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Buying LandOwning LandSelling Land

Consequences of Deferred Maintenance

January 11, 2023

An associate and I were excited to be touring a large and unique property that was on the market. It was breathtaking in my eyes with its large moss-draped live oaks, meandering tree-lined driveway, fenced green pastures, and cute house perched overlooking a gorgeous marsh brimming with all manner of wildlife. It was absolutely picturesque and had a lot to offer a buyer looking for a life in the country. I eagerly asked him what he thought about the place and he rather disappointedly said simply, “deferred maintenance.” 

We had both seen the beauty but he, being far more seasoned than I, had also noted that the buildings were all in a bad state of disrepair, new fencing was needed before any livestock would be safe in the pasture, the driveway was rutted and broken, and the pasture itself was overgrown and choked with weeds, several downed trees, and derelict pieces of farm equipment. The property still held a lot of beauty, but it was tempered by the amount of maintenance that would be required to put it into working order. Whoever purchased the property would have a lot of work ahead of them if the property was to be restored to its full grandeur and potential.  

What is Deferred Maintenance?

It’s likely that we’ve all driven by a property and lamented its present condition, wondering what it must have looked like when it was in its prime or at its best. Often this might be a splendid old house fallen on hard times or perhaps an architecturally significant commercial building that has lost its former glory and brilliance. However, rural properties are no strangers to “deferred maintenance” where a barn has fallen into neglect, access to the property has become overgrown or restricted by vegetation, and perhaps a well or irrigation system no longer functions as it should. The features and characteristics of a rural property may be a little different than a residential lot but the principle remains the same; maintenance that should have been done has not been conducted.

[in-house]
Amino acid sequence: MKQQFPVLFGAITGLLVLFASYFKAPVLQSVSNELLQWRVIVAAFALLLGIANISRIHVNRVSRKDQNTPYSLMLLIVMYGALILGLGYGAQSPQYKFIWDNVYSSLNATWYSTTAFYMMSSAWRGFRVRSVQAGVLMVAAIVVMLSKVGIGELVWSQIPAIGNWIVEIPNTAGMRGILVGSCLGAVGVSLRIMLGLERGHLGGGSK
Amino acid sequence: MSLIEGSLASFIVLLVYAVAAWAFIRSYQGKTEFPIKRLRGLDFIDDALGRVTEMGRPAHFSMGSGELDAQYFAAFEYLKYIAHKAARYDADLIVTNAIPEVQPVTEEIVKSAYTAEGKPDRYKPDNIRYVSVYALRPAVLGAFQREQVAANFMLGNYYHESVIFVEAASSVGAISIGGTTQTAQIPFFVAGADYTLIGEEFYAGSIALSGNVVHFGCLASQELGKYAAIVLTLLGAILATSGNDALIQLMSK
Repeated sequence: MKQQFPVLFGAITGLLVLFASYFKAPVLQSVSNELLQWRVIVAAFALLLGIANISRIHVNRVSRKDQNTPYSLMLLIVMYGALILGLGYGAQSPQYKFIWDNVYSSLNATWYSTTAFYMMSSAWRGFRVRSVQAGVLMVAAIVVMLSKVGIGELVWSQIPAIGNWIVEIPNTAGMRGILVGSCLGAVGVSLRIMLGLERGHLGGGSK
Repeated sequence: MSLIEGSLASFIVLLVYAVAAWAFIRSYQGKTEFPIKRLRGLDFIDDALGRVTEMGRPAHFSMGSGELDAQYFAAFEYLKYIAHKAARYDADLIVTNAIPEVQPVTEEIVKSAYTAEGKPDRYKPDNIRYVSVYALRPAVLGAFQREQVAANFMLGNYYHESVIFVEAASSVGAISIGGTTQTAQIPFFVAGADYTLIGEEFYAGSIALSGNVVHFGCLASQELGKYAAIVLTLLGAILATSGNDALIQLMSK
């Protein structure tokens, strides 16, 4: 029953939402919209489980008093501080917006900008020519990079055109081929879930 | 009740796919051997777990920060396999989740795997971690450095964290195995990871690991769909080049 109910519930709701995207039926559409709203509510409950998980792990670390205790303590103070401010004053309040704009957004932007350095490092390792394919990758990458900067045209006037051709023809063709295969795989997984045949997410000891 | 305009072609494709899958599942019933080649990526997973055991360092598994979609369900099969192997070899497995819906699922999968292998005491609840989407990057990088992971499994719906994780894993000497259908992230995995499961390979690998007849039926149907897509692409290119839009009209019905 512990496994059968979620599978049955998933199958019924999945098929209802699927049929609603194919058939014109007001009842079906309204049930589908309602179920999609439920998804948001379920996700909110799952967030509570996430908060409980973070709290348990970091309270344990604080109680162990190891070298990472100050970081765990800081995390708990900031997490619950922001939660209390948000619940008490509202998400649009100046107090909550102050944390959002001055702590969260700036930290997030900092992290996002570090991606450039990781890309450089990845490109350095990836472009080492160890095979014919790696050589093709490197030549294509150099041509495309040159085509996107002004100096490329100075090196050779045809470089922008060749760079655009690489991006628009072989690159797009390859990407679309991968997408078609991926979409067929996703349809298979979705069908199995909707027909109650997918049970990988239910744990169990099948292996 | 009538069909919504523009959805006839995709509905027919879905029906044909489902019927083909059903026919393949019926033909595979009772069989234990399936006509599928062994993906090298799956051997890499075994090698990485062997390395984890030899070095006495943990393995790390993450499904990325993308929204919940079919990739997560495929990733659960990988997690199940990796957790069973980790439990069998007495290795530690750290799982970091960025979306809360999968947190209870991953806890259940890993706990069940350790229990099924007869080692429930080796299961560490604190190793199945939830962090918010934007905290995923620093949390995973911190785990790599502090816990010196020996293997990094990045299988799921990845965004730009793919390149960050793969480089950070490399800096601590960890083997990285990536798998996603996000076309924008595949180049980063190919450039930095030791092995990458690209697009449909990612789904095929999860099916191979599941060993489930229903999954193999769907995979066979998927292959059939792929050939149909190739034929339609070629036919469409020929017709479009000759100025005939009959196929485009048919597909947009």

The reasons why maintenance gets deferred can be as varied and complex as the properties and owners themselves, but it’s generally due to a lack of capability to conduct repairs or unwillingness to invest in the upkeep of the property. Typically this is from some change in ownership or a change in the owner’s life such as an owner being absent from the property for extended periods of time, a lack of funds, or financial hardship on the part of an owner. It could also be a change in the health or fitness of an owner that precludes them from doing the work themselves or the death of the owner leaving a spouse or family member to unexpectedly care for a property.  

Regardless of why deferred maintenance has occurred, the consequences or costs of it can be quite significant when the time comes to sell a property. Deferred maintenance can result in:

– increased time on the market 

– increased repair costs 

– depreciation 

– potential for a more protracted and complex negotiation process

– Lower sales price 

Increased Time on the Market

There are buyers who like to do maintenance and don’t mind a “fixer-upper” when it comes to a property, but more often buyers are looking for well-kept properties that are less likely to need repairs. A well-kept property imparts peace of mind that there will be no repair surprises. Buyers want a property that’s ready to go immediately after closing and won’t require lengthy repairs…time is important to buyers. So when a property appears to need a lot of work, they discount it as an option and move on to the next property. The result is that a property in disrepair will sit on the market for a long time and either sell at a discounted price or not sell at all.